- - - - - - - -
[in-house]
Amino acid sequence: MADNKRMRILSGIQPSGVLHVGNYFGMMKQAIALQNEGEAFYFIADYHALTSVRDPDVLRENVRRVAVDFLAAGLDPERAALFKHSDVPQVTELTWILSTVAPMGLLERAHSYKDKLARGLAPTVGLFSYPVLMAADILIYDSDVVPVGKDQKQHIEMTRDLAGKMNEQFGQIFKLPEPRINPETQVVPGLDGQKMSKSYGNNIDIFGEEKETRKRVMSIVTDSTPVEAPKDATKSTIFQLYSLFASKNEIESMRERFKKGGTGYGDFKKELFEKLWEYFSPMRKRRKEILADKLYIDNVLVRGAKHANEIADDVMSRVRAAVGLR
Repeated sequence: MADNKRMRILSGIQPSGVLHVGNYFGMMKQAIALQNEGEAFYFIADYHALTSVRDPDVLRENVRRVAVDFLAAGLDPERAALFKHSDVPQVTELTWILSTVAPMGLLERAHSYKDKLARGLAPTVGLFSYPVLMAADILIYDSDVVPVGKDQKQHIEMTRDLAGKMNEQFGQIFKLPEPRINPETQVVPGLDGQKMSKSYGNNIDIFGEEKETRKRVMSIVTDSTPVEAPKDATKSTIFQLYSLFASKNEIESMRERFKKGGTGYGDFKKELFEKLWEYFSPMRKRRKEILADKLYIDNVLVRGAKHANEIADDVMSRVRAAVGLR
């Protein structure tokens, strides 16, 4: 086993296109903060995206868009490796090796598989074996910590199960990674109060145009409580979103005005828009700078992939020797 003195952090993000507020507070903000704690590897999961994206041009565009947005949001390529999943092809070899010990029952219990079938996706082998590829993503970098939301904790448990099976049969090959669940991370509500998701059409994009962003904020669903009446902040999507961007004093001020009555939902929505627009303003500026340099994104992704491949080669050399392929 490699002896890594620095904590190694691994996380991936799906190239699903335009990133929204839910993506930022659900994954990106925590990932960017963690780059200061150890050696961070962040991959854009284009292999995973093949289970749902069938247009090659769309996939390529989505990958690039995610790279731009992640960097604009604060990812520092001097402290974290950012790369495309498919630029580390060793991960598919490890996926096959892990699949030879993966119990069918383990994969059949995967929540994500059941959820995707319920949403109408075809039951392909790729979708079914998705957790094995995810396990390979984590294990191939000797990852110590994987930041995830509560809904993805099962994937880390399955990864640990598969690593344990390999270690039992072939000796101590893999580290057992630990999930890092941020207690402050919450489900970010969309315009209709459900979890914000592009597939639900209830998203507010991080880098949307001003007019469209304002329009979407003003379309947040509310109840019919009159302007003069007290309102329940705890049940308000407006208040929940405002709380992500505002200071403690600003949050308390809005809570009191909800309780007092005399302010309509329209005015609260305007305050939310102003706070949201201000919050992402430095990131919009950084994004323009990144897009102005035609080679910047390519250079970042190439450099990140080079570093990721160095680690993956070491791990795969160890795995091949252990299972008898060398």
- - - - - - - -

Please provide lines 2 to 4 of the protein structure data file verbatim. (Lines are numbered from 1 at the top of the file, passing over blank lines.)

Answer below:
Amino acid sequence: MADNKRMRILSGIQPSGVLHVGNYFGMMKQAIALQNEGEAFYFIADYHALTSVRDPDVLRENVRRVAVDFLAAGLDPERAALFKHSDVPQVTELTWILSTVAPMGLLERAHSYKDKLARGLAPTVGLFSYPVLMAADILIYDSDVVPVGKDQKQHIEMTRDLAGKMNEQFGQIFKLPEPRINPETQVVPGLDGQKMSKSYGNNIDIFGEEKETRKRVMSIVTDSTPVEAPKDATKSTIFQLYSLFASKNEIESMRERFKKGGTGYGDFKKELFEKLWEYFSPMRKRRKEILADKLYIDNVLVRGAKHANEIADDVMSRVRAAVGLR
Repeated sequence: MADNKRMRILSGIQPSGVLHVGNYFGMMKQAIALQNEGEAFYFIADYHALTSVRDPDVLRENVRRVAVDFLAAGLDPERAALFKHSDVPQVTELTWILSTVAPMGLLERAHSYKDKLARGLAPTVGLFSYPVLMAADILIYDSDVVPVGKDQKQHIEMTRDLAGKMNEQFGQIFKLPEPRINPETQVVPGLDGQKMSKSYGNNIDIFGEEKETRKRVMSIVTDSTPVEAPKDATKSTIFQLYSLFASKNEIESMRERFKKGGTGYGDFKKELFEKLWEYFSPMRKRRKEILADKLYIDNVLVRGAKHANEIADDVMSRVRAAVGLR
């Protein structure tokens, strides 16, 4: 086993296109903060995206868009490796090796598989074996910590199960990674109060145009409580979103005005828009700078992939020797 003195952090993000507020507070903000704690590897999961994206041009565009947005949001390529999943092809070899010990029952219990079938996706082998590829993503970098939301904790448990099976049969090959669940991370509500998701059409994009962003904020669903009446902040999507961007004093001020009555939902929505627009303003500026340099994104992704491949080669050399392929 490699002896890594620095904590190694691994996380991936799906190239699903335009990133929204839910993506930022659900994954990106925590990932960017963690780059200061150890050696961070962040991959854009284009292999995973093949289970749902069938247009090659769309996939390529989505990958690039995610790279731009992640960097604009604060990812520092001097402290974290950012790369495309498919630029580390060793991960598919490890996926096959892990699949030879993966119990069918383990994969059949995967929540994500059941959820995707319920949403109408075809039951392909790729979708079914998705957790094995995810396990390979984590294990191939000797990852110590994987930041995830509560809904993805099962994937880390399955990864640990598969690593344990390999270690039992072939000796101590893999580290057992630990999930890092941020207690402050919450489900970010969309315009209709459900979890914000592009597939639900209830998203507010991080880098949307001003007019469209304002329009979407003003379309947040509310109840019919009159302007003069007290309102329940705890049940308000407006208040929940405002709380992500505002200071403690600003949050308390809005809570009191909800309780007092005399302010309509329209005015609260305007305050939310102003706070949201201000919050992402430095990131919009950084994004323009990144897009102005035609080679910047390519250079970042190439450099990140080079570093990721160095680690993956070491791990795969160890795995091949252990299972008898060398």